Last night F. and I had a conversation about what it takes to feel like a woman as opposed to a girl, or a man as opposed to a boy. Several things came up. For him, it was about getting out into the world, making something of himself, achieving, gaining power (many kinds). For me it was more about becoming an adult, and to a much lesser degree a woman. To me adulthood has to do with developing my own independence, being able to take care of myself materially and establish myself socially in a place away from my family. Once again, becoming a woman smacks of becoming a specific, gendered thing (whereas becoming a man seems more straightforward); it implies a negotiation of the expectations of what women look like and act like, of sexuality, of power, and personality. To a large extent, I find myself avoiding that: I want to just be an adult without it being complicated by gender. I want to be assertive, to talk where men are talking and be taken seriously, to be as forward as I want to be. At the same time I want to reserve the right to be someone softer, caring, and accommodating when I choose to.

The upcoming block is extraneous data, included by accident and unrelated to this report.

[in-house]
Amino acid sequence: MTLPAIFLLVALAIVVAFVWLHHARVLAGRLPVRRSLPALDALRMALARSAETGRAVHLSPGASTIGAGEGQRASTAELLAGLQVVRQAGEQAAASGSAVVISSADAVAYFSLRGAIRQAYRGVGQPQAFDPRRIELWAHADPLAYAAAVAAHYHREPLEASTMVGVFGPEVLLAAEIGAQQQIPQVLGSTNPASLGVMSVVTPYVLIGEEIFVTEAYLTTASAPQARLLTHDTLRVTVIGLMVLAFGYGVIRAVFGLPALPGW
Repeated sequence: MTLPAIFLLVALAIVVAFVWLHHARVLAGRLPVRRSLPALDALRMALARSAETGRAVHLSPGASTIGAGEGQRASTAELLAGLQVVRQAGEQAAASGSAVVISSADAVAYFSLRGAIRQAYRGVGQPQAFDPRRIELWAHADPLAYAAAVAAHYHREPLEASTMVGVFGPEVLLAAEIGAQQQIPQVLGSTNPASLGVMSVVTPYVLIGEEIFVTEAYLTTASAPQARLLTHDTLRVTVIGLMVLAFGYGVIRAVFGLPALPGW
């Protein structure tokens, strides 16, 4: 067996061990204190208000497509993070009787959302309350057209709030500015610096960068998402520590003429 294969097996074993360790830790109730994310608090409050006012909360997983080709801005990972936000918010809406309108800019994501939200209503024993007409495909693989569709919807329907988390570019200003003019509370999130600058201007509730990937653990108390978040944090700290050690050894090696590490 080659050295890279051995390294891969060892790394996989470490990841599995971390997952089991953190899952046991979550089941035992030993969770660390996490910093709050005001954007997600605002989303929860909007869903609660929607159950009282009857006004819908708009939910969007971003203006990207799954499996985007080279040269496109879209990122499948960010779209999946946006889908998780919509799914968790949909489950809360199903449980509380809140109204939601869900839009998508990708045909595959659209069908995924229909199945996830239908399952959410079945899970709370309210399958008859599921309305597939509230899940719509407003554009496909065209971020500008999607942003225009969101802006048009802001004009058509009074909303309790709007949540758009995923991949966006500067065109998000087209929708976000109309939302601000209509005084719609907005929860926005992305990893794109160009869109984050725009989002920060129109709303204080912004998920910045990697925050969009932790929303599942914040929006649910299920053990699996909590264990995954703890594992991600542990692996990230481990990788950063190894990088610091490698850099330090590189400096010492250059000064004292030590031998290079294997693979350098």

I know that my conceiving of the different aspects I described above as masculine and feminine aspects is not politically correct, not feminist, and maybe even reinforces the sexist attitudes that I despise, but the truth is that this is deeply ingrained in how I grew up and how I feel about it. I don’t think that pretending otherwise is very conducive to me ever moving forward with the topic. My way of navigating womanhood is to willingly have aspects of both sides, to allow myself to be internally contradictory, and in that way expand the limits of my being a woman.
All this was to say that I’m glad that this kind of thinking is no longer in vogue. I like to have my guys and eat them, too.